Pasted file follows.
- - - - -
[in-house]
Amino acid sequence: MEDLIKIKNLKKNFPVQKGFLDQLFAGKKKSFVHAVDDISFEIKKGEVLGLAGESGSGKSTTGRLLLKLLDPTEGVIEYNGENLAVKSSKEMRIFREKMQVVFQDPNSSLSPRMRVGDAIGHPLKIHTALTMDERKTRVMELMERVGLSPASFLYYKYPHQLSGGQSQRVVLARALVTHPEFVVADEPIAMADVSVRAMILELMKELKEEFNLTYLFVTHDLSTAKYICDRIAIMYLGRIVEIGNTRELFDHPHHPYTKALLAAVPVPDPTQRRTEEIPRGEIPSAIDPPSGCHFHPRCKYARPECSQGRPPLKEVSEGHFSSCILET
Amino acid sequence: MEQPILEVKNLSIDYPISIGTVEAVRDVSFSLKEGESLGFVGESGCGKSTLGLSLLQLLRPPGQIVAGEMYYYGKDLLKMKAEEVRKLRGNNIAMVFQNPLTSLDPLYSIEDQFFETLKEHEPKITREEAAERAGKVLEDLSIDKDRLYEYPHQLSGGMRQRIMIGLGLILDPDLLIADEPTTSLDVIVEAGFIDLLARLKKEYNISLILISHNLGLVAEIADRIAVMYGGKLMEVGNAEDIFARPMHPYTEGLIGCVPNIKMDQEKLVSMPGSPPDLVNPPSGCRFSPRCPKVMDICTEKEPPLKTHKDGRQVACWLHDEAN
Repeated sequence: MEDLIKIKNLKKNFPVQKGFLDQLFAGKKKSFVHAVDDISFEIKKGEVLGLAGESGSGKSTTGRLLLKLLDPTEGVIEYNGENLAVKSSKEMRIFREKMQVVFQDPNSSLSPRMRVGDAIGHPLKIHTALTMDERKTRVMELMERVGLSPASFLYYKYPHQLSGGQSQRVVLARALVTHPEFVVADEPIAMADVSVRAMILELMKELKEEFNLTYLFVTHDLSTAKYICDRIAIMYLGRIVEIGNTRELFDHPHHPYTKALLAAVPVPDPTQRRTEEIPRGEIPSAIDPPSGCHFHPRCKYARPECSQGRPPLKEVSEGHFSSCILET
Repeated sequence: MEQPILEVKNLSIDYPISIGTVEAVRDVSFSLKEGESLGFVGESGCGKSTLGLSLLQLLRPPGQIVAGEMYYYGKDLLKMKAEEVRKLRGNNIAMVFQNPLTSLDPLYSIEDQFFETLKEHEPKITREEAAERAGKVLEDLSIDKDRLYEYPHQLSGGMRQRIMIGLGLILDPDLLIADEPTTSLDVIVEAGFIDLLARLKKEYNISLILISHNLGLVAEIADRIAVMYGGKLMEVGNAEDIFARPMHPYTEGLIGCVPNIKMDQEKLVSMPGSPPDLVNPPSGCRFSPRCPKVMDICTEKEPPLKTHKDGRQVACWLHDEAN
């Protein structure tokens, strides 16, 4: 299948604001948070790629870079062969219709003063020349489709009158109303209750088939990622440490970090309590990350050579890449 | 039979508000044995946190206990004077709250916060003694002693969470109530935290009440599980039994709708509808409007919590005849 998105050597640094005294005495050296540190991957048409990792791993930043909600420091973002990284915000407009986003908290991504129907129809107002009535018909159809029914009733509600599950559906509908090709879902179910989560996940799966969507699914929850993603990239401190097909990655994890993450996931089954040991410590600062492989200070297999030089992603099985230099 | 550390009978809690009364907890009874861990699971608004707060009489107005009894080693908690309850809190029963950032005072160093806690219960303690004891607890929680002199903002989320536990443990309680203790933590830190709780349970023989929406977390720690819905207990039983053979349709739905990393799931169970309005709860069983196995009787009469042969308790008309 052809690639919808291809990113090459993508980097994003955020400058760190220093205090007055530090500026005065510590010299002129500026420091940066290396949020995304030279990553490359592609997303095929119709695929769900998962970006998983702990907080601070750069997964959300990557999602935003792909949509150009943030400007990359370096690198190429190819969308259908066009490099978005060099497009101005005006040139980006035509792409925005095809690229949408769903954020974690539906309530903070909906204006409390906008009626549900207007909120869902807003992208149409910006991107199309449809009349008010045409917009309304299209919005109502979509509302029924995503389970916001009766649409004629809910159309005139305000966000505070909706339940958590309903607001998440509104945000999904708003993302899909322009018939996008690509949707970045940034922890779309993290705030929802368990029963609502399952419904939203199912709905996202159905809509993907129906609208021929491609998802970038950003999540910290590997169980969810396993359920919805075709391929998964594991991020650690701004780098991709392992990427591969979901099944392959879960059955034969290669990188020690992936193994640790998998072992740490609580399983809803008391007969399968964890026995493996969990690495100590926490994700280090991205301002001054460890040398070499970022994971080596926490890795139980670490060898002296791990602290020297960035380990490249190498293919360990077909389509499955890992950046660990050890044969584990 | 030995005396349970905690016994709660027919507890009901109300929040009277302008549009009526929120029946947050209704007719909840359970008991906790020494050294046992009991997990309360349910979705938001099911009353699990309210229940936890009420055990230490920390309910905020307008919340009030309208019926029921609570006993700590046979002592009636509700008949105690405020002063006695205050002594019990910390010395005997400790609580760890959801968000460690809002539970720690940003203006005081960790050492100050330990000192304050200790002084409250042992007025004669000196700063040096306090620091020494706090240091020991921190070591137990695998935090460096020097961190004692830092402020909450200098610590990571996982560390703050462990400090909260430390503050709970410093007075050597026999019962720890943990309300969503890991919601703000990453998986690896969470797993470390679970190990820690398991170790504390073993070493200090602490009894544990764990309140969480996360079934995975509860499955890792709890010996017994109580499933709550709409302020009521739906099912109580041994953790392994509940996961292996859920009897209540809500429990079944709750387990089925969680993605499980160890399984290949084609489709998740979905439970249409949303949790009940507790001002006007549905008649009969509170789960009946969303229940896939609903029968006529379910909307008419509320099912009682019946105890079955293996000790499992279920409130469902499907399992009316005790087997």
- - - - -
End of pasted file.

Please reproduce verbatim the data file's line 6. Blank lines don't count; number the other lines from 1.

């Protein structure tokens, strides 16, 4: 299948604001948070790629870079062969219709003063020349489709009158109303209750088939990622440490970090309590990350050579890449 | 039979508000044995946190206990004077709250916060003694002693969470109530935290009440599980039994709708509808409007919590005849 998105050597640094005294005495050296540190991957048409990792791993930043909600420091973002990284915000407009986003908290991504129907129809107002009535018909159809029914009733509600599950559906509908090709879902179910989560996940799966969507699914929850993603990239401190097909990655994890993450996931089954040991410590600062492989200070297999030089992603099985230099 | 550390009978809690009364907890009874861990699971608004707060009489107005009894080693908690309850809190029963950032005072160093806690219960303690004891607890929680002199903002989320536990443990309680203790933590830190709780349970023989929406977390720690819905207990039983053979349709739905990393799931169970309005709860069983196995009787009469042969308790008309 052809690639919808291809990113090459993508980097994003955020400058760190220093205090007055530090500026005065510590010299002129500026420091940066290396949020995304030279990553490359592609997303095929119709695929769900998962970006998983702990907080601070750069997964959300990557999602935003792909949509150009943030400007990359370096690198190429190819969308259908066009490099978005060099497009101005005006040139980006035509792409925005095809690229949408769903954020974690539906309530903070909906204006409390906008009626549900207007909120869902807003992208149409910006991107199309449809009349008010045409917009309304299209919005109502979509509302029924995503389970916001009766649409004629809910159309005139305000966000505070909706339940958590309903607001998440509104945000999904708003993302899909322009018939996008690509949707970045940034922890779309993290705030929802368990029963609502399952419904939203199912709905996202159905809509993907129906609208021929491609998802970038950003999540910290590997169980969810396993359920919805075709391929998964594991991020650690701004780098991709392992990427591969979901099944392959879960059955034969290669990188020690992936193994640790998998072992740490609580399983809803008391007969399968964890026995493996969990690495100590926490994700280090991205301002001054460890040398070499970022994971080596926490890795139980670490060898002296791990602290020297960035380990490249190498293919360990077909389509499955890992950046660990050890044969584990 | 030995005396349970905690016994709660027919507890009901109300929040009277302008549009009526929120029946947050209704007719909840359970008991906790020494050294046992009991997990309360349910979705938001099911009353699990309210229940936890009420055990230490920390309910905020307008919340009030309208019926029921609570006993700590046979002592009636509700008949105690405020002063006695205050002594019990910390010395005997400790609580760890959801968000460690809002539970720690940003203006005081960790050492100050330990000192304050200790002084409250042992007025004669000196700063040096306090620091020494706090240091020991921190070591137990695998935090460096020097961190004692830092402020909450200098610590990571996982560390703050462990400090909260430390503050709970410093007075050597026999019962720890943990309300969503890991919601703000990453998986690896969470797993470390679970190990820690398991170790504390073993070493200090602490009894544990764990309140969480996360079934995975509860499955890792709890010996017994109580499933709550709409302020009521739906099912109580041994953790392994509940996961292996859920009897209540809500429990079944709750387990089925969680993605499980160890399984290949084609489709998740979905439970249409949303949790009940507790001002006007549905008649009969509170789960009946969303229940896939609903029968006529379910909307008419509320099912009682019946105890079955293996000790499992279920409130469902499907399992009316005790087997």